Today at Indestri we look at our Snatch Work
What’s up Indestri today we are doing Skill work and addressing the Snatch.
So as usual on the weekend in my down time, I take time to listen to podcasts, read through articles in the CrossFit Journal and one of my go to websites is Mike’s Gym. Mikes Gym is Coach Mike Burgener free website that is full of incredible training tips, programming and articles. As I was reading I came across an article from Eugene Allen posted way back in 2005. He talks about a seminar from Coach B and how it breaks down olympic lifts. Specifically in this article it addresses his seminar on “Momentum And Elevation On The Bar” (to read the full article Click HERE)
I have taken some parts of the article and posted below for you to read about Mikes approach to teaching Snatch. This is important as we will be breaking the snatch down Thursday in class.
Snatch Tips: COACH MIKE BURGENER
JUMP AND LAND
Jump and Land. It’s all about jumping and landing in order to create momentum and elevation on the barbell. That’s it folks, that’s the Olympic lifting story in a nutshell, a small nutshell. Now there are more details of course and for that detail we will need more nuts, for indeed you need nuts to do Olympic lifting. Well, that’s not entirely accurate considering how many women out-lift me, but for sure you need junk yard dog aggression commensurate with your desire to succeed at the lift.
Your arms must be locked and your head in a neutral position eyes forward…not up, forward. When overhead you will have released your hook grip and will have your palms facing upward. Engage your shoulders and press them upward. Pull the bar apart sideways and stay tight. This is not a relaxed, comfortable position but rather a condition of very significant tension. Your butt is between your ankles, you back slightly arched.
BARBELL PATH/AREA OF THE BASE
The shortest distance between two fixed points is a straight line. This physical law is violated if you do not move the barbell along a straight path from the ground to either the clean or the snatch position. What tends to happen with the PVC pipe because of the lack of weight is that the lifter will move the bar in an arc forward and upward with straight arms which would not, could not happen with any substantial weight on the bar. The barbell must remain close to the body and this happens by bending the elbows up and to the outside not in an upward pull of the bar but rather a downward pull of the body. This straight line path for the barbell keeps it in the area of the base which is illustrated above with the white jumping stance feet and the black landing stance feet.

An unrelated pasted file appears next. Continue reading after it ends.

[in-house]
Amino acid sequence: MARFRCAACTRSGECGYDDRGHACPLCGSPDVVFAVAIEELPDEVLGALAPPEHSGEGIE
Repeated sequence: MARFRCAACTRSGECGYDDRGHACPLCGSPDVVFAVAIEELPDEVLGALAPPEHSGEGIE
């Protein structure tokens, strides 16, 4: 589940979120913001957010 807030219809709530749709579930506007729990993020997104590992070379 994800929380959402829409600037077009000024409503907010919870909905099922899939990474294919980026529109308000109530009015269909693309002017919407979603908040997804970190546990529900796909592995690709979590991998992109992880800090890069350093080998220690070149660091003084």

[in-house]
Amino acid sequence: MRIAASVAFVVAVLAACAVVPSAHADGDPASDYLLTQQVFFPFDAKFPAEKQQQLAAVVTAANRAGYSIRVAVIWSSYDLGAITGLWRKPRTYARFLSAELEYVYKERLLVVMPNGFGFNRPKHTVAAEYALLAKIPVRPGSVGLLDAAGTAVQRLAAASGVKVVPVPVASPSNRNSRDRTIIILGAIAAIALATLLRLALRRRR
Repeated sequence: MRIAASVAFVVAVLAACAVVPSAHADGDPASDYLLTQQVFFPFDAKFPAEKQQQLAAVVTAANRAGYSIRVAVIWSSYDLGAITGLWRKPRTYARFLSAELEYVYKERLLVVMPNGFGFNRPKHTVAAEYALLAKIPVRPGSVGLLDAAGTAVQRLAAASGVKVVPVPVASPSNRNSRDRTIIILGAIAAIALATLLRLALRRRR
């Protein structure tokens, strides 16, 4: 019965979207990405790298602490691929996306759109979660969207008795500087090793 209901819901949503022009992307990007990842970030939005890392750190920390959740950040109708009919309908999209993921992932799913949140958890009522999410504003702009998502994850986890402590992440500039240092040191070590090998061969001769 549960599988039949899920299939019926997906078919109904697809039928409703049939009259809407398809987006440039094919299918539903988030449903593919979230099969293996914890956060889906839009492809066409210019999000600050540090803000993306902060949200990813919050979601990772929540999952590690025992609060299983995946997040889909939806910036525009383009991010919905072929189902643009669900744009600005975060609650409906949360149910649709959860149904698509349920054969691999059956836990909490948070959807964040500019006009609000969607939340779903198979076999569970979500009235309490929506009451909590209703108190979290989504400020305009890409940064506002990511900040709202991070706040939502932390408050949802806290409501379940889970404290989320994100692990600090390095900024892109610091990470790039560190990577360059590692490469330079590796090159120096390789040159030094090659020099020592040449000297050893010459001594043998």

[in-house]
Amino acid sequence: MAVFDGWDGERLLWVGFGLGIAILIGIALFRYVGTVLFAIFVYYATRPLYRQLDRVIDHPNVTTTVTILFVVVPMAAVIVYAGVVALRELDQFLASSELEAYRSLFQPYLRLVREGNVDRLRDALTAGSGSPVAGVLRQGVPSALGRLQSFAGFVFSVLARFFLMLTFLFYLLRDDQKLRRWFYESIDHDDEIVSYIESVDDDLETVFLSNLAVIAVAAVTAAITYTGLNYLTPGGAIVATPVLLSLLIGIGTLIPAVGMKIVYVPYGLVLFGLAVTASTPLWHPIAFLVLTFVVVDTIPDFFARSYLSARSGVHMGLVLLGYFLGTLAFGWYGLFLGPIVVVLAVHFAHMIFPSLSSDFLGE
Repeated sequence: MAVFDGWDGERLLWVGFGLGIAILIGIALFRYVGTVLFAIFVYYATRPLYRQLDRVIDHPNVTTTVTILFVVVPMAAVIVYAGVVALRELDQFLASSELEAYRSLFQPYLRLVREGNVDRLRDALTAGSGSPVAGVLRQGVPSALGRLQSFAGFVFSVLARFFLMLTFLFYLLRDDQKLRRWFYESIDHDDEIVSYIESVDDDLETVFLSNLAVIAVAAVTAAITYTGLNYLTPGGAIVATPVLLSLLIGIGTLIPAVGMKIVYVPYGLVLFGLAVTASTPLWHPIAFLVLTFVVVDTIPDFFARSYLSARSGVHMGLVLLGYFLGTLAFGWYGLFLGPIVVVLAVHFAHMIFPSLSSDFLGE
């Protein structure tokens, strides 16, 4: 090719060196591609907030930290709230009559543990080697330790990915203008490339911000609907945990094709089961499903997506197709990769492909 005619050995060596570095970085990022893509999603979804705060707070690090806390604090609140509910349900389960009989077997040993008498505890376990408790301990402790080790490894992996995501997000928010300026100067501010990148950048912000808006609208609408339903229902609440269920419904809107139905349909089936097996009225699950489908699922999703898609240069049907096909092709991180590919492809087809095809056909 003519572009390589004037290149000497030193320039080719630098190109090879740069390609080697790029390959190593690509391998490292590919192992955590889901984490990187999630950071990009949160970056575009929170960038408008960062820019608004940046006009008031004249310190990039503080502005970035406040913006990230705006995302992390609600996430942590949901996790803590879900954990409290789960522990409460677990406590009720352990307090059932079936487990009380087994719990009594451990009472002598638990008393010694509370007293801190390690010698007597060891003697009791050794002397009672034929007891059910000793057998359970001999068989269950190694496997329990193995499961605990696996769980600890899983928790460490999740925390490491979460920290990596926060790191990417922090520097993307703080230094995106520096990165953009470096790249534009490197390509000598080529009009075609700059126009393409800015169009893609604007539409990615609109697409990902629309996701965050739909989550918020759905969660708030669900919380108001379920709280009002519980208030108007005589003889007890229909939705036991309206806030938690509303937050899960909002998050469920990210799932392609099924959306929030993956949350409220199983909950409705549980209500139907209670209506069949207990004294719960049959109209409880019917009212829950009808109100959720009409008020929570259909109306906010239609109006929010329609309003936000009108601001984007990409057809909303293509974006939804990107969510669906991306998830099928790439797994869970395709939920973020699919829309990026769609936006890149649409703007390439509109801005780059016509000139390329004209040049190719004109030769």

As bipeds we are in a constant state of interaction with the ground when we are standing. You will note a substantial lack of two legged chairs and tables leading one to believe that two legs are not particularly stable. It would be a substantial hit on the fashion industry if we evolved that third or fourth leg but it would be much better for our stability. Until then we are stuck with a support system that requires constant adjustment as we change our position or elevation or otherwise adjust our alignment.
While you bend forward at the waist your body is pulled forward and you need to stick your butt back to even the score. dangle a heavy barbell from your arms and you complicate matters, the only way to compensate is to keep the center of gravity of the barbell as close your own center of gravity as you possibly can. The area of the base is described by a box that contains your feet. If you allow the barbell to drift forward of that box it will pull you forward and you will have to step that way to recover or lose the weight forward. The opposite will happen if the weight moves outside the box to the rear.
So, keep the barbell inside the area of the base by keeping it as close as possible to your body during the pull and once it is overhead keep it above your ears.
Keep your pelvis tucked under and maintain proper spinal alignment. If your pelvis tilts you will begin to create a lever arm that will place tremendous stress on your back and you will lose the weight forward. Tension and skeletal alignment are key and will make or break the lift.
Though there is some variance in the landing stance from lifter to lifter, there is an optimum stance for the individual that must be pursued and perfected. Coach B. told us he can watch the feet of the lifter tell not only whether or not the lift will be successful but whether it will fail to the front or rear. Mark the ground with your optimum landing position and find it every time.
Remember that the lifter is developed through practice of:
1. Movement Patterns
2. Positioning (bar and body)
3. Progressive Overload
“Practice technique over strength and weight. Bar travel, body position, foot placement, timing, mechanical advantage, skeletal alignment and proper muscular tension for your support base must become automatic not require your conscious thought. How do you get better at the snatch? SNATCH! How do you get better at the clean and jerk? Do I really have to tell you?” – Mike Burgener
Theres much more detail in the article noted above but these are some tips and cues that will help you focus on the task at hand today when in class at CF indestri. Ask your coaches questions they like to give answers ;)
Coach led Burgener Warm up
OH Squat 20 mins
@ 55% 1RM Snatch
(Quality over Quantity) – PVC & Trainer bar for Mobility Challenged
Snatch Pull 15 mins
3-3-3 @ 80%
For the more skilled lifters I would like you to attempt to do Panda Pulls
Three position Squat Snatch: 5 mins
(High Hang+Hang+Snatch) @60%of 1RM)
Complete a set Every 1:30
Barbell Ab Roll outs
Check back each night at 8pm for the next days WOD